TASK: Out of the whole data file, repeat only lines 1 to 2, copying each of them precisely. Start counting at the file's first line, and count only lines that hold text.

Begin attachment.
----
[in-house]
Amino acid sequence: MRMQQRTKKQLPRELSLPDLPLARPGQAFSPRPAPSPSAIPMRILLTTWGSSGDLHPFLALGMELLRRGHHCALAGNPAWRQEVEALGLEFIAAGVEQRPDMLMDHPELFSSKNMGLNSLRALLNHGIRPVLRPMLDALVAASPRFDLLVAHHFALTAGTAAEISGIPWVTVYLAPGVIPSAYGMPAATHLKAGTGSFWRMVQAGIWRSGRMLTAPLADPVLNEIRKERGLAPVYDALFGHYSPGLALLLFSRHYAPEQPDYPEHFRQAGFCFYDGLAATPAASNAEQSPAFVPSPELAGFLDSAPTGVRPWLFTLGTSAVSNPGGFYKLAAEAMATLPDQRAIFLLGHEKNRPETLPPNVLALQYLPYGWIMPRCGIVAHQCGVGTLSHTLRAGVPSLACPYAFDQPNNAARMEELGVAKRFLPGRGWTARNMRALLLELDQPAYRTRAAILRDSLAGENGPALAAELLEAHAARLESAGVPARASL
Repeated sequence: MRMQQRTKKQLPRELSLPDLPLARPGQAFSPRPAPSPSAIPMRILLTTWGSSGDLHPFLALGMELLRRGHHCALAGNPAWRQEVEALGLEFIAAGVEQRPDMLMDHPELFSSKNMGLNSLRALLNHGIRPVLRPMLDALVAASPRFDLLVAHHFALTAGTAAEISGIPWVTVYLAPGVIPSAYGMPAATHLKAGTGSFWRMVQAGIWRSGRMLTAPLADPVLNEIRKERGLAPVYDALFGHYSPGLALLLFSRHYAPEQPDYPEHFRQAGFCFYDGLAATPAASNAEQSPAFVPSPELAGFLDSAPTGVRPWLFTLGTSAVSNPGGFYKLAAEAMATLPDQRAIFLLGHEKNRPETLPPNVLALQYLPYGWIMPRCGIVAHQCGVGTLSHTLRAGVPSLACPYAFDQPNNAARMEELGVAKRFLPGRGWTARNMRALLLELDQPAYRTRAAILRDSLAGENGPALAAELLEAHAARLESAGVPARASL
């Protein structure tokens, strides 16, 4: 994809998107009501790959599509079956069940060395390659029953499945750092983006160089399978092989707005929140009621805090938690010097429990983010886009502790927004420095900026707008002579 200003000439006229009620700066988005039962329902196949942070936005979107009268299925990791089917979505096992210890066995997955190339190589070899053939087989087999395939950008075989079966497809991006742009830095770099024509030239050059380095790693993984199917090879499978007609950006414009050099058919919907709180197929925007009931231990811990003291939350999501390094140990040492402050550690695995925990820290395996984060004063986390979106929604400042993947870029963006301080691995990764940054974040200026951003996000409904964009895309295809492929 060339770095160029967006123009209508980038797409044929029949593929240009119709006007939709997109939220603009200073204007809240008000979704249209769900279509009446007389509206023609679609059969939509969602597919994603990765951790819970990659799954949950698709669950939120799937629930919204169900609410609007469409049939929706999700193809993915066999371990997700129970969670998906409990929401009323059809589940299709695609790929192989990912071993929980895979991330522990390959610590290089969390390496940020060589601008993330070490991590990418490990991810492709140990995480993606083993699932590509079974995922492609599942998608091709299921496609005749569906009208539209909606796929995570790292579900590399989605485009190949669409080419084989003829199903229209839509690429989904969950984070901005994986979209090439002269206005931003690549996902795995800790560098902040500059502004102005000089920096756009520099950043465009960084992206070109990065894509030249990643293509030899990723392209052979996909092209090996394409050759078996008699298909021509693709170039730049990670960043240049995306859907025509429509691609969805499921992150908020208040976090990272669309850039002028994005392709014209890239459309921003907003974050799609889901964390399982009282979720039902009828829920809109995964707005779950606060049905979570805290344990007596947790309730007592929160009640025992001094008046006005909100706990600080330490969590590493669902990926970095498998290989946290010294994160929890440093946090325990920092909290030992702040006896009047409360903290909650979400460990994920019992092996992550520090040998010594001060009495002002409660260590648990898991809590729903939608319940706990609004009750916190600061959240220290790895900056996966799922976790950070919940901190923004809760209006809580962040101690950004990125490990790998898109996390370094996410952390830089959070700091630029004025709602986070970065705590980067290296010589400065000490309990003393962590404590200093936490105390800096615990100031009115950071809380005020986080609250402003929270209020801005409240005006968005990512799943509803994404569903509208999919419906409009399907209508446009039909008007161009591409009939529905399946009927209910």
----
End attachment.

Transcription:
[in-house]
Amino acid sequence: MRMQQRTKKQLPRELSLPDLPLARPGQAFSPRPAPSPSAIPMRILLTTWGSSGDLHPFLALGMELLRRGHHCALAGNPAWRQEVEALGLEFIAAGVEQRPDMLMDHPELFSSKNMGLNSLRALLNHGIRPVLRPMLDALVAASPRFDLLVAHHFALTAGTAAEISGIPWVTVYLAPGVIPSAYGMPAATHLKAGTGSFWRMVQAGIWRSGRMLTAPLADPVLNEIRKERGLAPVYDALFGHYSPGLALLLFSRHYAPEQPDYPEHFRQAGFCFYDGLAATPAASNAEQSPAFVPSPELAGFLDSAPTGVRPWLFTLGTSAVSNPGGFYKLAAEAMATLPDQRAIFLLGHEKNRPETLPPNVLALQYLPYGWIMPRCGIVAHQCGVGTLSHTLRAGVPSLACPYAFDQPNNAARMEELGVAKRFLPGRGWTARNMRALLLELDQPAYRTRAAILRDSLAGENGPALAAELLEAHAARLESAGVPARASL